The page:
StaTuesday: Guerra proving better late than never

The initial transaction for Milwaukee Brewers general manager David Stearns came just a few weeks after he was on the job when he claimed pitcher Junior Guerra off waivers from the Chicago White Sox.

Not a bad first impression.

Guerra, who began the season at Triple-A Colorado Springs, has been one of the pleasant surprises on the Brewers and perhaps the team's most consistent starting pitcher. After Monday's 1-0 win over Washington and Max Scherezer, in which Guerra tossed 7 1/3 shutout innings, he is 6-1 with a 2.93 ERA, 1.017 WHIP and 7.9 strikeouts per nine innings. Not too shabby for a guy who had pitched in just four major-league innings prior to the 2016 season (and had allowed three runs on seven hits).

In each of his first two starts with Milwaukee, Guerra allowed four runs in six innings. Since then, he has made 10 starts and allowed more than four earned runs just once (5 in 5 1/3 innings against the Dodgers on June 16) and has a 2.37 ERA and .190 opponent batting average during that span.

And did we mention that Guerra is 31 years old?

Turns out, Guerra is having one of the best rookie seasons by a starting pitcher who is at least 31 years old . . . well, ever.

Yes, it is hard to compare eras with pitchers. There's the Deadball Era, pre-integration, expansion, the Year of the Pitcher in 1968, steroid era and so on. A 3.50 ERA is not equal throughout the years.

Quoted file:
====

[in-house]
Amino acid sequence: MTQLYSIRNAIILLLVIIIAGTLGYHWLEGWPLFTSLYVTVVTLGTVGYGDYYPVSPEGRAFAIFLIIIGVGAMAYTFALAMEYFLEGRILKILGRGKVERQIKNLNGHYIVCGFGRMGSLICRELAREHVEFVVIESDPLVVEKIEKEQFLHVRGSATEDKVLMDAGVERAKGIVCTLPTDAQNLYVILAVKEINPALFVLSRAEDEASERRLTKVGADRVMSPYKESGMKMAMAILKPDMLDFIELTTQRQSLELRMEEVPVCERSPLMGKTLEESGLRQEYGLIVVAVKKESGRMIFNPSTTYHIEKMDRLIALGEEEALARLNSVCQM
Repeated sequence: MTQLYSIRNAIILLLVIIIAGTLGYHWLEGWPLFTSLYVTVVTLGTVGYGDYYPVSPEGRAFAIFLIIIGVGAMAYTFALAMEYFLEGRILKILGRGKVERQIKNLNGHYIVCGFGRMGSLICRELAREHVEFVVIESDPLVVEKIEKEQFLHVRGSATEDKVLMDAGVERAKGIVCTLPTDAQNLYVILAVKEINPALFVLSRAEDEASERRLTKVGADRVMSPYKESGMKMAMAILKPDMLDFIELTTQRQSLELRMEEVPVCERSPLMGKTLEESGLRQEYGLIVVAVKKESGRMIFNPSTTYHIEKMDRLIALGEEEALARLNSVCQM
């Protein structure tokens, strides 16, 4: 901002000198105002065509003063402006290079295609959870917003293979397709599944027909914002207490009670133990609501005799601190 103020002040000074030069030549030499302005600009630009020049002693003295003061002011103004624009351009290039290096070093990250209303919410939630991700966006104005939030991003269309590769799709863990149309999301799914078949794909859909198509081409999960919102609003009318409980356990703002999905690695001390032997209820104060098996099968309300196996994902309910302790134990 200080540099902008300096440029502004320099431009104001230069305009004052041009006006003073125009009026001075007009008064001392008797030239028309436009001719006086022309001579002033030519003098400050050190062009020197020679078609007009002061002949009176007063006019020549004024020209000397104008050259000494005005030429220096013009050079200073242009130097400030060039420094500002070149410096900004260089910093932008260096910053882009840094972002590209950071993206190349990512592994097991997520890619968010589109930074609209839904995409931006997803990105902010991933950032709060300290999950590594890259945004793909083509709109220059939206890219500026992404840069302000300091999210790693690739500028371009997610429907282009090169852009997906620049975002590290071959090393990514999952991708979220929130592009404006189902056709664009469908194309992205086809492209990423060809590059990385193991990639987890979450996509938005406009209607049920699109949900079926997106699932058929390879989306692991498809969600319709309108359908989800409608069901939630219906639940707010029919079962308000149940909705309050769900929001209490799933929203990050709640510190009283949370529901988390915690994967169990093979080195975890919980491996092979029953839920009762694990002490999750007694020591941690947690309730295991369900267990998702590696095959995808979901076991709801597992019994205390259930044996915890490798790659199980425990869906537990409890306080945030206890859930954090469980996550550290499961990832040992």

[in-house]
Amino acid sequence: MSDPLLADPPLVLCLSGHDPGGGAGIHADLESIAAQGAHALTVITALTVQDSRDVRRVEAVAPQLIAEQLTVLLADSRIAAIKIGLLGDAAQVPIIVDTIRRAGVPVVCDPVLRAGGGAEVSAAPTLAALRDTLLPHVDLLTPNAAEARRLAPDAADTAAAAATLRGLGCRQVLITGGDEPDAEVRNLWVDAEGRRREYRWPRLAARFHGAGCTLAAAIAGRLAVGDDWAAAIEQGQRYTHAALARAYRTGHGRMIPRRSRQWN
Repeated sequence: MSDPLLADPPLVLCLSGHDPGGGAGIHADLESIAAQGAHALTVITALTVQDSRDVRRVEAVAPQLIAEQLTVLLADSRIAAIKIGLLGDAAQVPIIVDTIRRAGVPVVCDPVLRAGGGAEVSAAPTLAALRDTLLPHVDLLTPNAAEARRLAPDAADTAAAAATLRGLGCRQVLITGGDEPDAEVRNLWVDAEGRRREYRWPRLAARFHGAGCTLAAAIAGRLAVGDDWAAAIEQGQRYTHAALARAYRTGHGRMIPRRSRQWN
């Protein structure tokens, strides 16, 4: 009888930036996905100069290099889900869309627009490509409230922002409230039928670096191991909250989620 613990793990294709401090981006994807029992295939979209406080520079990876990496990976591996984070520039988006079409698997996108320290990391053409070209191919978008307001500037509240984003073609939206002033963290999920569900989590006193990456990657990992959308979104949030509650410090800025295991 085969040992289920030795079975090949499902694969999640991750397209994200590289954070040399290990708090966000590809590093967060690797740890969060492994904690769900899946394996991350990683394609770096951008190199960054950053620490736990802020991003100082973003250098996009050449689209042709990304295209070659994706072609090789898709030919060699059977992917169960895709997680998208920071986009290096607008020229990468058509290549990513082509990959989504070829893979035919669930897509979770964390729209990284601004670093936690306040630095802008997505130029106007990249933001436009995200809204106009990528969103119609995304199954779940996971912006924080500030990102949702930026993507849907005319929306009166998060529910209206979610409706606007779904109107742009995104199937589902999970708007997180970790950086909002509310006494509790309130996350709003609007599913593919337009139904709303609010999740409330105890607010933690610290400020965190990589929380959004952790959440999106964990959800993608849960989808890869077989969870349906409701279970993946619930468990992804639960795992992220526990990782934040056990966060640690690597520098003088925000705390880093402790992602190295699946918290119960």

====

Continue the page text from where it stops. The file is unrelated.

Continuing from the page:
One of the best ways to compare, however, is using ERA+, which compares a pitcher's ERA to the league average while adjusting to the pitcher's ballpark. An ERA+ of 100 is right at the average for that season while a lower number is worse and the higher the better.

Since 1901 there have been 54 pitchers who were age 31 or older who made at least 12 starts in a season. Of those 54, only 11 have occurred since 1996 and the majority of those have been pitchers moving over from a Japanese league to the major leagues. Nine made their debut during World War II (1942-45) while 11 began their careers in the Deadball Era (pre-1920).

Among this criteria - pitchers who debuted at 31 or older and started 12 or more games - Junior Guerra is currently second all-time in ERA+.


Dave Heller is the author of the upcoming book Ken Williams: A Slugger in Ruth's Shadow as well as Facing Ted Williams Players from the Golden Age of Baseball Recall the Greatest Hitter Who Ever Lived and As Good As It Got: The 1944 St. Louis Browns